Politics

Republicans’ Schumer Poster Rankles Dems, Prompts Decorum Vote

GOP lawmakers used it as a prop to blame minority leader for shutdown

This poster depicting Senate Minority Leader Charles E. Schumer contributed to partisan tensions  Saturday — and a vote on whether it violated House decorum rules.

Partisan tensions were so high on the first day of the government shutdown that a House Democrat forced the chamber to vote on the question of whether a GOP poster depicting Senate Minority Leader Charles E. Schumer violated House decorum rules.

The poster pictured Schumer with a comment he made in 2013 saying that a government shutdown “is the politics of idiocy, of confrontation, of paralysis.” Republicans were using it as a prop as they gave floor speeches seeking to cast blame on Senate Democrats for the “Schumer shutdown.”

At the bottom of the poster was a link to the GOP website www.SchumerShutdown.com.

The decorum question, raised by Colorado Democrat Ed Perlmutter, surrounds a House rule stating that remarks in debate may include references to the Senate or its members but those references must be confined to the question under debate, avoiding personality.

Arkansas GOP Rep. Steve Womack, who was sitting in the chair when the question was raised, ruled the poster did not violate decorum. Perlmutter appealed the ruling of the chair, but Oklahoma GOP Rep. Tom Cole moved to table his motion.

The House approved Cole’s motion to table, 224-173, with a few Democrats joining Republicans in rejecting the stunt.

Perlmutter had earlier raised a point of order when House Rules Committee Chairman Pete Sessions had referenced “Schumer shutdown” in a floor speech. Sessions was asked to sit down, and House debate stalled for roughly 15 minutes while Womack appeared to consult the House parliamentarian and GOP and Democratic leaders engaged in conversation. Perlmutter ultimately withdrew the point of order.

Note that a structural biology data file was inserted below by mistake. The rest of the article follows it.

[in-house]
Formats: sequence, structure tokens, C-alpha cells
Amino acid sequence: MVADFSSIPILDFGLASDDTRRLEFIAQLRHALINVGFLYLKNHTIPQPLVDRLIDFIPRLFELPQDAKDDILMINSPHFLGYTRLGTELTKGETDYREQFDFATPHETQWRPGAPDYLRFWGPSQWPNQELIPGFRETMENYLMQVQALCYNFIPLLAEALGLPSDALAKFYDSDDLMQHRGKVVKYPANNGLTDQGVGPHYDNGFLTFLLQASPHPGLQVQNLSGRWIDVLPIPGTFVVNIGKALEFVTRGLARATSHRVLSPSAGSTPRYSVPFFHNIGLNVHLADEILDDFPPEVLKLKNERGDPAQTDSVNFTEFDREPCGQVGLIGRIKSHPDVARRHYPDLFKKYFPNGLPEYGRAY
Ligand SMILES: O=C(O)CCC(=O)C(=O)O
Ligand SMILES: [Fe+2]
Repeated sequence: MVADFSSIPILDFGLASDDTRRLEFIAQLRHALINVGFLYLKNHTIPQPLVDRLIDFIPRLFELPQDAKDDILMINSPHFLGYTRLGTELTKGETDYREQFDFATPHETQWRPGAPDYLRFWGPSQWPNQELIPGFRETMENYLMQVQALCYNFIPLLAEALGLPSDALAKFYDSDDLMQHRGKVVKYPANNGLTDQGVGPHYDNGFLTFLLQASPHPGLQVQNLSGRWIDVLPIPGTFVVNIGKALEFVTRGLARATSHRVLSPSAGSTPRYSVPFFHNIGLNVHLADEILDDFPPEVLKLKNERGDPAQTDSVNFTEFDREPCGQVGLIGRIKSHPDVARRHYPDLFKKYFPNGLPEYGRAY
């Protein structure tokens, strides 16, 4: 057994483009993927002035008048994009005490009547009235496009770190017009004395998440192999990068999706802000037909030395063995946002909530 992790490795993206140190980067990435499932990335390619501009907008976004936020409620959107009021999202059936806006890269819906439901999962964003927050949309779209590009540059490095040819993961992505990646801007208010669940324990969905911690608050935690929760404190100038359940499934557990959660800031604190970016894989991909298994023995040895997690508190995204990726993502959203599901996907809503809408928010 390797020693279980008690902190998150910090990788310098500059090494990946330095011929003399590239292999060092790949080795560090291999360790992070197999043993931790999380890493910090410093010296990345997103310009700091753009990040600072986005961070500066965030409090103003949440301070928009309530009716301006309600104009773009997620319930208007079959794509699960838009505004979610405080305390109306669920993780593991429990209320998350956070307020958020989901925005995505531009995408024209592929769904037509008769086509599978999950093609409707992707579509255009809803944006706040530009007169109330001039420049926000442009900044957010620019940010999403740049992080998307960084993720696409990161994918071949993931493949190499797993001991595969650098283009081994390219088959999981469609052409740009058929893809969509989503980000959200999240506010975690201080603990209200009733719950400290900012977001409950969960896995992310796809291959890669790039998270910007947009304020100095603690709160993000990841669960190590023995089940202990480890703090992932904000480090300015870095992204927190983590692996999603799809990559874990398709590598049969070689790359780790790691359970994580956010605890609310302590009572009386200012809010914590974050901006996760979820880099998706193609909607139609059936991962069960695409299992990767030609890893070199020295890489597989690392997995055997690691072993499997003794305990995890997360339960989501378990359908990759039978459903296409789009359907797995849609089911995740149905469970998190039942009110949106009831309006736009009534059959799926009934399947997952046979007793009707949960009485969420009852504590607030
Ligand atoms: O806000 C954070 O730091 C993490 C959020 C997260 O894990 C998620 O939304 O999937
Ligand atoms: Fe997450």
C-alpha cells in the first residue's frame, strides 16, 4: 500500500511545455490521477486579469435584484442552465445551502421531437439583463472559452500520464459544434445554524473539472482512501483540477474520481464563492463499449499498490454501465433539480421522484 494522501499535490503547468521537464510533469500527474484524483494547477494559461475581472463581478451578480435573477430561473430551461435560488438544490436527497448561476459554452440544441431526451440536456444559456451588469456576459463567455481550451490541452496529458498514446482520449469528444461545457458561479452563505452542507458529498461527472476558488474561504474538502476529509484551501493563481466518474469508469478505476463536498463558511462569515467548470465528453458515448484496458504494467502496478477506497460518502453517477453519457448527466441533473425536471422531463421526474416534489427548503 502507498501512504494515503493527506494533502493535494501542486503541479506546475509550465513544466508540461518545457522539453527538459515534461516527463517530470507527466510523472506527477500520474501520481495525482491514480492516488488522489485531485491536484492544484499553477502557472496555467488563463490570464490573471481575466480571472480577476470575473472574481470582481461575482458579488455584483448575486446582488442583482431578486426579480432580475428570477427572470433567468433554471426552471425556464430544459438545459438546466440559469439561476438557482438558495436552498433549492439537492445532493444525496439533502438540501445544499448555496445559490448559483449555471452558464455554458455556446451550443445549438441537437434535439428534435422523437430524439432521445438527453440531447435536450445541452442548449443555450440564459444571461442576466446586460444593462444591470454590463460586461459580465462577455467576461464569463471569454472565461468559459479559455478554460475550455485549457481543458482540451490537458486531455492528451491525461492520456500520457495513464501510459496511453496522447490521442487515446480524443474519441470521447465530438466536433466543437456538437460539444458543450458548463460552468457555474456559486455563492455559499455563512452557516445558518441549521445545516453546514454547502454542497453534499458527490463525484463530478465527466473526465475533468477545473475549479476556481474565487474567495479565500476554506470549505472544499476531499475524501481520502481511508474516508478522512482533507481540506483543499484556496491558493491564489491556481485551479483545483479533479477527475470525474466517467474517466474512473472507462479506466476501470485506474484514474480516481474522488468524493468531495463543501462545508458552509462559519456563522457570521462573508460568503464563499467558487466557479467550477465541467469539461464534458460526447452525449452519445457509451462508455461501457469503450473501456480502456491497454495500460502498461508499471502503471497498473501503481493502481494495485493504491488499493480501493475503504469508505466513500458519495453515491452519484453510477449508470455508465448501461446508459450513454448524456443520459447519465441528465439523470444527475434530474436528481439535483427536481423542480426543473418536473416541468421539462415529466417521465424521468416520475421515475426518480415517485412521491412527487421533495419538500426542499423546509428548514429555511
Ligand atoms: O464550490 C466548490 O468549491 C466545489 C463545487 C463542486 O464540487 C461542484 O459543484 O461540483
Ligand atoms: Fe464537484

Later, Alabama Republican Bradley Byrne was asked to sit down when Georgia Democrat John Lewis raised a point of order against him for mentioning Nancy Pelosi’s name in a speech. Democratic jeers interrupted Byrne each time he tried to say her name, before Womack finally asked him to be seated. Lewis withdrew his point of order.

Notably, Republicans did not raise a point of order when Democrats, like Massachusetts Rep. Jim McGovern, referred to the “Trump shutdown” in their floor speeches.

While such comments also violate the personality rule, only references to senators are supposed to prompt action from the chair, according to the Jefferson’s Manual on parliamentary procedure.

“The Chair has distinguished between engaging in personality toward another Member of the House, as to which the Chair normally awaits a point of order from the floor, and improper references to members of the Senate, which violate comity between the Houses, as to which the Chair normally takes initiative,” the manual reads. “The Chair may admonish Members to avoid unparliamentary references to the Senate even after intervening recognition.”

Watch: McConnell, Durbin Make Their Case as Shutdown Looms

Niels Lewsniewski and Amelia Frappolli contributed to this report.  

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